Step 3 - Mitigate: In this step, blue teams address the gaps found in the previous step, such as prevention gaps, logging gaps, and detection gaps. They mitigate identified cybersecurity risks by utilizing defensive technologies, strategies, and tactics. Moreover, blue teams inform red teams about counter-defense against simulated attacks to enable red teams to enhance their attacks in response to blue teams’ defenses.
The following sections will explain how organizations can build a purple team engine by leveraging the MITRE ATT&CK Framework.
STEP 1 - SIMULATE
Red teams evaluate the organization's defense efficacy in this step by simulating adversary TTPs. This step includes two operations:
Attack Simulation / Adversary Emulation
Regardless of the maturity level of cybersecurity teams, ATT&CK can help any organization with threat intelligence. The MITRE ATT&CK team has determined the following maturity levels:
Level 1 Threat Intelligence
If your organization has limited human resources for threat intelligence, you can start with a single threat group targeting your organization’s industry and/or country. Then, you can look at the techniques used by the threat group.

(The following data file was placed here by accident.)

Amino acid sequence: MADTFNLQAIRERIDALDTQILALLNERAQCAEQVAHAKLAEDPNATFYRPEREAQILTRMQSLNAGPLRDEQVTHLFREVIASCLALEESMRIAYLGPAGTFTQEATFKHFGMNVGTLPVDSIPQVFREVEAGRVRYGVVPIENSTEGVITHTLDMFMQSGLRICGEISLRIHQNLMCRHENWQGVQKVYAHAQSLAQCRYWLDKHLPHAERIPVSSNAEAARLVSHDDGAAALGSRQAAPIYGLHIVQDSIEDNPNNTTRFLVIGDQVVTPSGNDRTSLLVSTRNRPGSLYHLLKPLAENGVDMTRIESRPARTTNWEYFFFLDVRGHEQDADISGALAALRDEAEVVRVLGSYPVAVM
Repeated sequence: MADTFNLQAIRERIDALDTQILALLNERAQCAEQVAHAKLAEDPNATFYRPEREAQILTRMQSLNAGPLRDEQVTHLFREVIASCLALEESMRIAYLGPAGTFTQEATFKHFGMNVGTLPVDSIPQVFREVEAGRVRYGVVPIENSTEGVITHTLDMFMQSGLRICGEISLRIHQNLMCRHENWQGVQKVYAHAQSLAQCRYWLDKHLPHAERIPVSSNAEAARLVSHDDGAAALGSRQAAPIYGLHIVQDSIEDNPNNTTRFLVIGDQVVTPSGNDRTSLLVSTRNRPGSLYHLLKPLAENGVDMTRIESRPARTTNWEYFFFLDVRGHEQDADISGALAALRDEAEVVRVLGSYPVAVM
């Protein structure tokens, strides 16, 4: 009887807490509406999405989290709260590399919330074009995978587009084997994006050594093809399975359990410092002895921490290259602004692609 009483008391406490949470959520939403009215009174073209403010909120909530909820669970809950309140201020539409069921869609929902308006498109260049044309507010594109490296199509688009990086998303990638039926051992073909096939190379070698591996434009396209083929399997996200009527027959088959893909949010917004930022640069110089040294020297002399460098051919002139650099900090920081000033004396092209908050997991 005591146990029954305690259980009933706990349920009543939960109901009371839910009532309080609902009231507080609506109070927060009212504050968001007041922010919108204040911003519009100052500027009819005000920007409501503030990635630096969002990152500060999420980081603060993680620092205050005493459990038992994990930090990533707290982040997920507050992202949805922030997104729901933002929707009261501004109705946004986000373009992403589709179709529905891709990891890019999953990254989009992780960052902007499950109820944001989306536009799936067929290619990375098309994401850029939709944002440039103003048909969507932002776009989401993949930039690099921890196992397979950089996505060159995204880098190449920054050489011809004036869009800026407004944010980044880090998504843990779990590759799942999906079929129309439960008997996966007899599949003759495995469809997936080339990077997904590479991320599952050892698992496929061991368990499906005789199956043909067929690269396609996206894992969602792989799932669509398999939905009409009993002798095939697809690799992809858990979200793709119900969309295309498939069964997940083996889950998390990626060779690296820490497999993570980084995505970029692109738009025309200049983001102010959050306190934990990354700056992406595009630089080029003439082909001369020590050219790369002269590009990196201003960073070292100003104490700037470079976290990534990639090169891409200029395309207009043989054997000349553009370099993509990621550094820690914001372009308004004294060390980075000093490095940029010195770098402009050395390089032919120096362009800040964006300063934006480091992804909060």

Example - Level 1 Threat Intelligence with ATT&CK
Assume you work for a US telecommunications company. Let's search for "telecommunications" on the MITRE ATT&CK homepage.
You will find several threat groups targeting our sector. For example, the MuddyWater group targets the telecommunications sector in North America. So, this group is very relevant to your organization. You can start with MuddyWater. Let's go to the MuddyWater page by clicking on the link.
As seen on the page, ATT&CK provides attribution of the group, targeted geographies, and targeted sectors. You can learn more about the group by looking at their techniques. ATT&CK covers techniques used by each threat group.
Level 2 Threat Intelligence
If your organization has a mid-level team with threat analysts, you can map threat intelligence to ATT&CK yourself rather than relying on what others have previously mapped as a next-level activity you may take.
How to map a threat report to ATT&CK
Suppose you saw a blog about an emerging malware threat relevant to your organization. This blog can be a valuable threat intelligence resource for you. How can you map this malware analysis blog to MITRE ATT&CK? The MITRE ATT&CK team suggests the following steps for mapping a threat intelligence source to ATT&CK.